Ethnicity (2) Annual rate per 1,000 population * SOUTH ASIAN WHITE Men: S. Asian - 12/1,000 White - 6/1,000 Women: S. Asian - 6/1,000 White - 3/1,000 Admission rates for acute heart attacks in patients aged over 40 years
Ethnicity (3) Revascularisation rates by gender:
Ethnicity (4) Being older, male and of South Asian origin are all risk factors for higher rates of CHD. Revascularisation rates for CHD appear to show that women may have unequal access. No difference in waiting times by ethnic group for revascularisation procedures
Disability In Leicester, Leicestershire & Rutland: – –1000 people who use sign language – –64,000 people with hearing aids – –5,809 registered with the Society for the blind – –20% will have a mental illness at some stage in their life – –3,552 people on the learning disabilities register
Disability (2): LD rates
Disability (3): Incontinence Around 50,000 (5%) people affected – –More common in older people and those with learning disability living in care homes than in private households. – –Similar levels between men and women however, relatively fewer women access primary and secondary services. Considerable variation in the provision in community continence clinics for adults across Leicestershire.
Age Standard one of the National Service Framework for Older People is ‘Rooting Out Discrimination’ – –Initial audits of all written age related policies suggest there are very few policies that have references to age. – –Key issue of age discrimination should be linked closely into the wider agenda of equality and clinical governance.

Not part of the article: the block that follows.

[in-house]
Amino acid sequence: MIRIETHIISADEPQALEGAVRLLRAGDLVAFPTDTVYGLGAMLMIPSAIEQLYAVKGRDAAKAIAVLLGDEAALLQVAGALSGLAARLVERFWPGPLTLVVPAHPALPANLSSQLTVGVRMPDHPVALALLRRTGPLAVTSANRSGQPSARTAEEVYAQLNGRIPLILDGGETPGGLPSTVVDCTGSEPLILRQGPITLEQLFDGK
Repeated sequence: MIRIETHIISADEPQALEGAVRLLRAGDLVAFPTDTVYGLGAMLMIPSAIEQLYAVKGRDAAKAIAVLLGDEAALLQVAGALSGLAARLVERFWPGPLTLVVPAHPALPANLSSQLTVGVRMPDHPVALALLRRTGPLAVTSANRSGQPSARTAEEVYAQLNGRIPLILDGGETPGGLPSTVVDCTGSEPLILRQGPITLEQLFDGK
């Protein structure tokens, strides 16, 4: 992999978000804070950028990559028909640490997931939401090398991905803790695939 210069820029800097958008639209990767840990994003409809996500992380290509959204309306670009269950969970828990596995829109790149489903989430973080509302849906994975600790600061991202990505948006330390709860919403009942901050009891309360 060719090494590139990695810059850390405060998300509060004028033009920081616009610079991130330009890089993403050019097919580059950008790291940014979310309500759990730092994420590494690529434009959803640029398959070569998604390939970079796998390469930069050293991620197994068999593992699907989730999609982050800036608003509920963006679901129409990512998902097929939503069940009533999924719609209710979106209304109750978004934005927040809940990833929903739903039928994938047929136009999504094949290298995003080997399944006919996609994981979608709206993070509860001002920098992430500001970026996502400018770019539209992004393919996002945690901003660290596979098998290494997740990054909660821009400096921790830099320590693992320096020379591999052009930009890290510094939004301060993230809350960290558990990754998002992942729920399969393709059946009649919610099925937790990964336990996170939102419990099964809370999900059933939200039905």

Age(2):Health of Older People Older people living in care homes tend to be in a poorer state of health compared to those living in private households : – –Higher prevalence of longstanding illness – –Poorer state of psychosocial well-being – –Half as likely to be eating fruit and red meat 6 or more times a week – –Less likely to have had dental checkups and half as likely to have own teeth – –Significantly more likely to be on 4 or more prescribed drugs. Source: Health Survey for England
Age(3): Cataract Surgery
Age(4): Alzheimer’s disease Commonest of all dementias – –increases with age NICE guidance in January 2001 – –anti-cholinesterase therapy for mild to moderate disease. – –estimated to be around 3900 people in Leicestershire with mild to moderate Alzheimer’s disease. – –however, latest figures show that less than 300 (7.7% of expected) on treatment!
Concluding Remarks Primary Care Trusts will be the key NHS organisations for health improvement and reducing inequalities – –It will be for each PCT to undertake a comprehensive review of health inequalities at a local level – health inequalities –It is anticipated that the first major public health report to PCT boards by the Directors of Public Health should have a strong focus on reducing health inequalities
National Drivers Neighbourhood Renewal, Local Strategic Partnerships and Public Service Agreement – –Regeneration programmes – –Social capital – –Role of the NHS as an employer
Summary Examples of health needs and health inequalities can be identified. These can include inequalities in relation to: – –Socio-economic factors – –Minority ethnic groups – –People with disability – –Older people